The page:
Many states around the country took steps towards tougher gun laws following the February shooting at a Florida high school. It did not take long for states, including Florida to respond to the shooting that took the lives of 17 students and staff members at Marjory Stoneman Douglas High School in Parkland.
One of the first states to take action was Rhode Island, where Governor Gina Raimondo signed legislation that created a new policy for at-risk people. The policy would take the guns from people who pose a risk to themselves or to others. Since signing the legislation, many other states have followed with similar bills, including Connecticut, Oregon, and California.
Rhode Island also joined a brand-new coalition that is aiming to create a database that will track guns that have been used in crimes or have been transported across state lines in an effort to intercept them. The coalition also includes New Jersey, New York, Massachusetts and Connecticut.
Governor Rick Scott of Florida recently signed legislation with various sheriff’s deputies by his side. The legislation will provide $450 million in aid to school districts throughout the state for security and an additional $50 million in funding for mental health. He also noted that a police officer should be present in every school in the state.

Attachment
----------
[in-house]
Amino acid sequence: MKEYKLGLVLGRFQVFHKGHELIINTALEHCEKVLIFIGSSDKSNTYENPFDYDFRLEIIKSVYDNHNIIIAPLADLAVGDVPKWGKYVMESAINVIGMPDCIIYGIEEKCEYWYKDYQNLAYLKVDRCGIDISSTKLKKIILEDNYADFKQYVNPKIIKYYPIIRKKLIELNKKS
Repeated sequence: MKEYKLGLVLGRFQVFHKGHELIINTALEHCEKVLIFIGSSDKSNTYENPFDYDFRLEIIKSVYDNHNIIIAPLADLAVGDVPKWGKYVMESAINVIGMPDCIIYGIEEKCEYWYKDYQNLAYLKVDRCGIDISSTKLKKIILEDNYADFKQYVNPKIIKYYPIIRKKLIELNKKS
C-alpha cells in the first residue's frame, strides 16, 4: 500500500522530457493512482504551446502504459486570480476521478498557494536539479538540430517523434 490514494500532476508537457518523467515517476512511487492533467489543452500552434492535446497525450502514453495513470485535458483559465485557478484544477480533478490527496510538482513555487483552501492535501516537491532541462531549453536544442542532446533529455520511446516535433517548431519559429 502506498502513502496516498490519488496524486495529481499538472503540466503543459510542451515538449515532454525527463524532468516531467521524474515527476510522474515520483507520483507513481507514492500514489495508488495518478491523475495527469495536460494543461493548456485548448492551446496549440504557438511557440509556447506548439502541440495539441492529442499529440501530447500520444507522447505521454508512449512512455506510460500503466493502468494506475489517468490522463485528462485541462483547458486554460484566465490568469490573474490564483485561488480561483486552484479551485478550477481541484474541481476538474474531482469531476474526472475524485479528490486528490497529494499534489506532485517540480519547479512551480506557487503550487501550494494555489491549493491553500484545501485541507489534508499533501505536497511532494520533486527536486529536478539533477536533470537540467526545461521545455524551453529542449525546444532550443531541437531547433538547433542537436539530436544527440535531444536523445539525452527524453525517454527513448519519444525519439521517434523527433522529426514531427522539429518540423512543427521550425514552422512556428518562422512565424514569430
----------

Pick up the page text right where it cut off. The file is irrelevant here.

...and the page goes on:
The state of Oregon passed new measures the day after the Parkland shooting. These measures prevent those convicted of domestic violence and people who have restraining orders against them from possessing weapons.
“More and more states are toughening their gun laws and other laws that regulate weapons and ammunition in the wake of the Parkland shooting,” Peter G. Billings, of Billings & Barrett, said. “Connecticut, New York, and New Jersey will not be too far behind either.”
On the other side of the spectrum, South Dakota decided to loosen its gun laws. The state’s House of Representatives passed a new measure that is being viewed as self-defense measures. It would allow people to carry guns on church and school grounds. The Senate is also exploring a bill that would repeal the requirement to have a concealed carry permit if the person abides by the laws.
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